The New York Times Co
A day after The New York Times newspaper won five Pulitzer Prizes, the highest honor in U.S. journalism, the results sent its parent company's shares down as much as 16 percent.
The Times reported a first-quarter net loss of $74.5 million, or 52 cents a share, compared with a loss of $335,000, or nil cents a share, in the quarter a year ago.
Excluding severance and other charges, the company would have reported a loss of 34 cents a share. Four analysts were expecting losses from 3 to 6 cents a share, according to Reuters Estimates.
Revenue fell 18.6 percent to $609 million. Operating costs fell 9.5 percent.
The Times's performance highlights the travails of U.S. newspapers, which are trying to sustain themselves despite plunging ad sales, debt and mounting losses.
The Times' results are similar to other publishers, such as USA Today owner Gannett Co Inc
Still, Wall Street and the public pay close attention to whether the Times -- one of the most storied names in U.S. journalism -- can juggle multiple problems until the recession eases and ad revenue picks up again.
The problem facing the Times and other publishers is that ad sales keep worsening as the finance crisis drags on and more people go online to read news for free. At the same time, it is trying to maintain its prize-winning flagship paper, which costs hundreds of millions of dollars to run each year.
The Times also is facing the repayment of hundreds of millions in debt, but took multiple actions during the quarter to repay some of it and push back other due dates until a time when it thinks ad sales will improve.
There were a lot of moving pieces, but the key takeaway is that cost cuts were not enough to offset the revenue declines, Wachovia analyst John Janedis wrote in a note to investors.
At the company's news media group, which includes its daily papers, first-quarter ad revenue fell 28 percent.
The Times said its New England Media Group, which includes the Globe and Worcester Telegram & Gazette, contributed to significant losses at its news media unit. The Times bought the Globe for $1.1 billion in 1993. The paper could lose $85 million this year. The Times has threatened to close it.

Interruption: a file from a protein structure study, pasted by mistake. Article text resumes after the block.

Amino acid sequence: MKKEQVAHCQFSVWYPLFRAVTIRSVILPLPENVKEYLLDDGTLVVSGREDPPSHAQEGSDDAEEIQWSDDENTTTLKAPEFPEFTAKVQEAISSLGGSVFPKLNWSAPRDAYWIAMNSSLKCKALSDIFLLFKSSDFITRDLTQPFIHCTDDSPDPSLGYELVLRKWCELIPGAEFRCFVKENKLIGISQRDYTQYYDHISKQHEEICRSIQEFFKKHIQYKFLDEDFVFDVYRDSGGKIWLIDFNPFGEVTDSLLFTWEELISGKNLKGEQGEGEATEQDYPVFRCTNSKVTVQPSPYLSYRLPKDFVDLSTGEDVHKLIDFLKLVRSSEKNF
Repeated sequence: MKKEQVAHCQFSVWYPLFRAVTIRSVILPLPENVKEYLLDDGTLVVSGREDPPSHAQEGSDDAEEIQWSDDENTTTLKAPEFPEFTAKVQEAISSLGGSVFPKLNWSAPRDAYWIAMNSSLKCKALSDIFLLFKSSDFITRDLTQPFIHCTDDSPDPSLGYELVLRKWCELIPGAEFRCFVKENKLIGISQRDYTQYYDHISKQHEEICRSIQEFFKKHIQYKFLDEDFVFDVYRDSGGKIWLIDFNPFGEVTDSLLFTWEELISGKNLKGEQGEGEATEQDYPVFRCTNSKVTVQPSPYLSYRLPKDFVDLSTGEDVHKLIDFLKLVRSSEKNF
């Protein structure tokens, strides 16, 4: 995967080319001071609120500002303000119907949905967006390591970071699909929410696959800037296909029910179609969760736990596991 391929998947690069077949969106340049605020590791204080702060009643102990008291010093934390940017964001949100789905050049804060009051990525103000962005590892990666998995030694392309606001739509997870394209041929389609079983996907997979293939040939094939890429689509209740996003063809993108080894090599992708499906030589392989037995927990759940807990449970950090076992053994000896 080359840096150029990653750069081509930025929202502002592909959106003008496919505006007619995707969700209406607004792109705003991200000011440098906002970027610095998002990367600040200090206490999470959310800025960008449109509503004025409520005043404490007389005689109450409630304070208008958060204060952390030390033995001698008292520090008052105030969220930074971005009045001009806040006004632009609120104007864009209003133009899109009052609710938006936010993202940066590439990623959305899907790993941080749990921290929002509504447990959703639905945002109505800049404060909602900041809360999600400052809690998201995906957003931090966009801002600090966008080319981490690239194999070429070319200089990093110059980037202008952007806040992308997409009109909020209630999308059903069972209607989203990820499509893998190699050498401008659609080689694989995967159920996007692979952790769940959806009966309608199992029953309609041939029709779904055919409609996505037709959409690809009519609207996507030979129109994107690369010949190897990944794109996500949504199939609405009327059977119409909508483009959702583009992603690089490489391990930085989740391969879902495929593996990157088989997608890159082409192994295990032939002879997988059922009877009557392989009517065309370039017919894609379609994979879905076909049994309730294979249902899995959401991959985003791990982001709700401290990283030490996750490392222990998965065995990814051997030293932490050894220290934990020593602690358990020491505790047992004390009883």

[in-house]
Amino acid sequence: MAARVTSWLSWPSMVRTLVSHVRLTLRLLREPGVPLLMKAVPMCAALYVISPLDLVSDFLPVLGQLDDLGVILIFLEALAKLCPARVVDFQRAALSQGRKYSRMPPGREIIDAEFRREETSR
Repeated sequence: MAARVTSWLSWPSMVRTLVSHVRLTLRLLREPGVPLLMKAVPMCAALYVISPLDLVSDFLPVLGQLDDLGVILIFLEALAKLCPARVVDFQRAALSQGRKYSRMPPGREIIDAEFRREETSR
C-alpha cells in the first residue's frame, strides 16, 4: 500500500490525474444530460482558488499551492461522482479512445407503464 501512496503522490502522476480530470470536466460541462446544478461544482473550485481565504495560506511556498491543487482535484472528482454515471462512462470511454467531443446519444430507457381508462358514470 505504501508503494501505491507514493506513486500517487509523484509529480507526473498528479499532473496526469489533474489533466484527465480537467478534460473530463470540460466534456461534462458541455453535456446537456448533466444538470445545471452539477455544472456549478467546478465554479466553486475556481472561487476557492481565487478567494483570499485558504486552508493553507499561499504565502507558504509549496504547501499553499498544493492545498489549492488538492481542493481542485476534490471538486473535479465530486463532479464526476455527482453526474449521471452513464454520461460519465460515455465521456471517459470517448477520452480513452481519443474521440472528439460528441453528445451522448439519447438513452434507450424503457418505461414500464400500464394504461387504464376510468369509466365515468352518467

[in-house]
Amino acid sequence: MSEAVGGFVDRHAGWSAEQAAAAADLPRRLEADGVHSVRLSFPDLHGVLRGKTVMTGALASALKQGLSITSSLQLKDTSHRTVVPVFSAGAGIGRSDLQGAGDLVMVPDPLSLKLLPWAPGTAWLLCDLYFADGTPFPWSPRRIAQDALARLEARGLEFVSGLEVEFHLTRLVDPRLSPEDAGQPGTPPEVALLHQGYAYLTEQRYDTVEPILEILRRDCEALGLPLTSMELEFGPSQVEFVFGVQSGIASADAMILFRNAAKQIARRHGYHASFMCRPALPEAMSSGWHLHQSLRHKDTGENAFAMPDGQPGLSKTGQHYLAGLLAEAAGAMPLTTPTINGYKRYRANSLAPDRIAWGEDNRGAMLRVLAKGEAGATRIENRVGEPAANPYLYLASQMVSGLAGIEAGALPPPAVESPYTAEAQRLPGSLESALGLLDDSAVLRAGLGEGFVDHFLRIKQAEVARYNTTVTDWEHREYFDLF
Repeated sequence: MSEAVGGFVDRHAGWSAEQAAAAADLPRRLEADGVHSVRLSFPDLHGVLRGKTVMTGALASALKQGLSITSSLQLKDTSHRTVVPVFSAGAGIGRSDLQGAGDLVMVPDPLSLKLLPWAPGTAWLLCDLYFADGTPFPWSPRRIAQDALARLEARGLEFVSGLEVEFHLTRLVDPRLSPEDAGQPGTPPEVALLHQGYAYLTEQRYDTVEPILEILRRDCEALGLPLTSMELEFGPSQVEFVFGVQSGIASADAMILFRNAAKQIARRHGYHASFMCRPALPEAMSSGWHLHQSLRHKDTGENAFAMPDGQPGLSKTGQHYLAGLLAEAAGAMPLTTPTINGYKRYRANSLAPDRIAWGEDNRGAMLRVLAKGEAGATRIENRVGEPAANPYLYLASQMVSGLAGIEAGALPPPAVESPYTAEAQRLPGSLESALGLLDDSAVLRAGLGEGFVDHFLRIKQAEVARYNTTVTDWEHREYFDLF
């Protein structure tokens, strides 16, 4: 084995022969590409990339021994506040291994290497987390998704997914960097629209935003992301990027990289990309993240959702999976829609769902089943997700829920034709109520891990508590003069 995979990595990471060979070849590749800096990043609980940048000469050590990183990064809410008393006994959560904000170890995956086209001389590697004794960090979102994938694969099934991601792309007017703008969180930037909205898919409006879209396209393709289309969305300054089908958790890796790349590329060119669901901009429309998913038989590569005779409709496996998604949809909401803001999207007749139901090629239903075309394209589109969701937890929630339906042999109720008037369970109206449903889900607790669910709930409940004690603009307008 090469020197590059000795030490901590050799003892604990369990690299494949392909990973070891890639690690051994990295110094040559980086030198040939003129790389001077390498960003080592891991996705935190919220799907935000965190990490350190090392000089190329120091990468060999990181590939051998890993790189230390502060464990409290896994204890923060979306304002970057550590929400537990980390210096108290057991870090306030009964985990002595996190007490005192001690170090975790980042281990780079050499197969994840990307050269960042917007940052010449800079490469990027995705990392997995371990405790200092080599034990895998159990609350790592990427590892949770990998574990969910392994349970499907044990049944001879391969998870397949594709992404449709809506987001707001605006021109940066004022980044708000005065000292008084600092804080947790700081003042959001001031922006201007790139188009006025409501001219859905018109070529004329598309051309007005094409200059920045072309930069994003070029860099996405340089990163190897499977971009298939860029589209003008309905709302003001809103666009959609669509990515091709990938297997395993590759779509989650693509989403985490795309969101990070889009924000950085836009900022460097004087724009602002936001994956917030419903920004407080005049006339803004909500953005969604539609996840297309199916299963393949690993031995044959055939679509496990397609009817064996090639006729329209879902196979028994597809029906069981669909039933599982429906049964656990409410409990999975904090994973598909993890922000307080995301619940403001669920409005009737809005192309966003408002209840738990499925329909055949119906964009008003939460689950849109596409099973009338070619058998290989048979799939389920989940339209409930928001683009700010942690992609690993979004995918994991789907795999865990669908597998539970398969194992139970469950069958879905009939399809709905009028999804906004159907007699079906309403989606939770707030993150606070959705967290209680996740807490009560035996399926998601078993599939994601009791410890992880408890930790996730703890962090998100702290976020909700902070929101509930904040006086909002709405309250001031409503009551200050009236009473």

CUTTING THROUGH LOSSES
Second-quarter ad declines, Times Chief Executive Janet Robinson said, look similar to the first.
As a result, the Times is cutting costs by shaving employee pay by up to 5 percent. It wants New York Times and Boston Globe union members to agree to those cuts to prevent layoffs.
In time... we believe that the economy will grow and the advertising market will improve, Robinson said. While we are looking forward to that day, we are not waiting for it.
The company expects to cut operating costs by more than $330 million, though that excludes up to $150 million in depreciation and amortization, as well as layoff charges.
Online revenue, which accounted for nearly 13 percent of the Times Co's revenue in the quarter, fell 5.6 percent to $78.2 million.
Some of the online revenue at the Times comes from its online question-and-answer service About.com, where revenue fell 4.7 percent because of lower display ad sales. Its operating profit rose 6 percent to $9 million.
Aside from falling ad revenue, the Times has taken steps to ease its debt burden. It suspended its dividend, sold its share in its New York City headquarters building and borrowed money at high interest from Mexican billionaire Carlos Slim in exchange for making him one of the company's top shareholders.
At the end of the quarter, the company had cash and cash equivalents of about $294 million, while debt stood at about $1.3 billion. Not counting notes that it was redeeming at the time, debt was about $1 billion.
The company's shares fell 54 cents to $5.31 in morning trade on the New York Stock Exchange.
(Reporting by Robert MacMillan, editing by Dave Zimmerman and Derek Caney)